Monday, February 6, 2017

Is it time for a new Constitution?



Before I really start, to counter anyone saying that I’m anti-American because I ask if we should change our Constitution, we’ve done it before.  Our Revolutionary War ended in 1783 securing our independence, and our current Constitution took effect in 1789.   Was this a lawless land in between?  No.  We had the Articles of Confederation.  They were the first draft of government and they were revised and replaced by a second draft.  All I’m asking is it time for a third?

#

Several years ago as a bit of a project for a scifi story I was working on, I started updating the Constitution.  By updating I mean taking various amendments on who can vote and Presidential succession and just working them into the main body of the Constitution.  Other changes were completely scrapping the Electoral College and clarifying some things like in the First Amendment.  (Some people argue that a comma was added or dropped – I forget which right now – which gives a different reading, usually more favorable to whatever position they already have.)

It was a fun way to kill an afternoon, but in the last few years I’ve started thinking about it more and more.  Largely because in the last few years I’ve seen more and more people who love the Constitution but seem to hate the government based on that Constitution.  They’ll say that the current government has overstepped its bound and conducts un-Constitutional actions, even if the Supreme Court – which the Constitution says are the ones who determine what is and isn’t Constitutional – says otherwise.  

Is our current government perfect?  Fuck no.  Could it be better?  One would hope.  How sad would it be if this were the pinnacle of political achievement?  At what point are fixes no longer possible from within the system, and we need to start over?  Before anyone dismisses me as a raving fanatic, the Founding Fathers wrote in the Declaration of Independence “…Governments are instituted among Men, deriving their just powers from the consent of the governed, That whenever any Form of Government becomes destructive of these ends, it is the Right of the People to alter or to abolish it, and to institute new Government ….” Of course in the next sentence they also said, “Prudence, indeed, will dictate that Governments long established should not be changed for light and transient causes ….”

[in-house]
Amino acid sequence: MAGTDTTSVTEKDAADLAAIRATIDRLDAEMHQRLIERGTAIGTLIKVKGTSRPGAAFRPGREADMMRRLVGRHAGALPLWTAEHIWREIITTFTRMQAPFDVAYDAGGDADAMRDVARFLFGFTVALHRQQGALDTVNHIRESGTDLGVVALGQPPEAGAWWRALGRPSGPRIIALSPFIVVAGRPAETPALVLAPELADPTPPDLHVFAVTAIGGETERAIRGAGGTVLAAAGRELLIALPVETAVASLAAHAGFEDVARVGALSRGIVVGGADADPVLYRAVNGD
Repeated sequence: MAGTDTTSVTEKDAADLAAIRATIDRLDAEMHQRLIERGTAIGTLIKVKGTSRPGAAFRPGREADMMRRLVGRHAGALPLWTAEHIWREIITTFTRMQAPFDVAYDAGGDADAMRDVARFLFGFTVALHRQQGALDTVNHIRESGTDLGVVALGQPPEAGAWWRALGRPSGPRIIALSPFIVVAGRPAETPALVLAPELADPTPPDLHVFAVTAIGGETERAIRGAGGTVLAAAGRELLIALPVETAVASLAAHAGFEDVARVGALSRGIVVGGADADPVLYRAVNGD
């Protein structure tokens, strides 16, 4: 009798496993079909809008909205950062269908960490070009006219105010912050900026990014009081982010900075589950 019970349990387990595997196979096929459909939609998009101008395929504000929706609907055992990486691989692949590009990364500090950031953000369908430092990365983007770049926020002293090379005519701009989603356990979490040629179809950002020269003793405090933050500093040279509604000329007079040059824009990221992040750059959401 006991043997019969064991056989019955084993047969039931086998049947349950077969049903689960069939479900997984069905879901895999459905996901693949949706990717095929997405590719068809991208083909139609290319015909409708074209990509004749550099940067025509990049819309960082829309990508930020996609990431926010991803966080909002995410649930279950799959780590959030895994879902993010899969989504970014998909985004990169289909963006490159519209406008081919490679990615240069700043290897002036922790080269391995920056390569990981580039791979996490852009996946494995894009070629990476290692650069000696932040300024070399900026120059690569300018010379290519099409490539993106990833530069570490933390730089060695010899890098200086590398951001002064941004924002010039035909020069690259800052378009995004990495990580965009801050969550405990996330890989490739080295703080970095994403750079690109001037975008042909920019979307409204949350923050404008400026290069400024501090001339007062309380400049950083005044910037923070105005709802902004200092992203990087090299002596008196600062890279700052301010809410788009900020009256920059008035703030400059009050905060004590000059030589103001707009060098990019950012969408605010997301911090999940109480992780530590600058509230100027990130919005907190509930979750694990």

Thursday, January 19, 2017

Political Pies is free




I first published Political Pies, my collection of short stories with a political theme, in the early fall of 2012.  Besides hoping that people would buy it and I’d make some money off of it, is the hope that my stories would spark an idea and readers would reexamine some of their political beliefs.  Therefore, it made sense to get copies to as many people as possible.  Which is why since then I try to have it free to download on elections and the Fourth of July.  I think sometimes I forget, but I try to have my free promotions linked to some political/national event.  Which is a long winded way to say that to mark the Inauguration tomorrow, you can now download the Kindle version of Political Pies through Sunday.  So if you haven’t already, grab your free copy now.

Wednesday, December 14, 2016

An energy question



Let’s suppose there are only two energy sources.  We’ll call them Energy Source A and Energy Source B.  Pound for pound – if that makes any sense since these two are very different – you can get ten times as much energy from A than B.  A lot of people would then say, “We should use Energy Source A then,” without looking any further into the matter.

But those who do look further note a few things.  A vital component of Energy Source A – the fuel, a special metal needed for the power plant, something – is located at random areas around the globe.  This means that if your country didn’t win the geography lottery and has this vital component, you have to import it.  Meaning that foreign elements could disrupt your supply of it.  Also, some countries may go to war to secure a supply of it, only to disrupt the global trading of it.  On the other hand, you could set up an Energy Source B power plant pretty much anywhere.  Does the added cost of securing the supply of the vital component of Energy Source A diminish its superiority?

Also, the normal size of an Energy Source A power plant supplies enough power for an entire city.  You could build a massive Energy Source B power plant to supply power to a city, but you could also build smaller plants that supplies power to a suburb, or a handful of neighborhoods in the city.  Some people would say that Energy Source A is clearly better because you can supply more people with more power from one plant.  But what if something goes wrong, such as a mechanical failure or even a terrorist attack?  If it happens to the A power plant, you knock out power to an entire city.  But if it happened at a B power plant, you just knock out power to a few neighborhoods. 

Given these scenarios, is Energy Source A still better than B?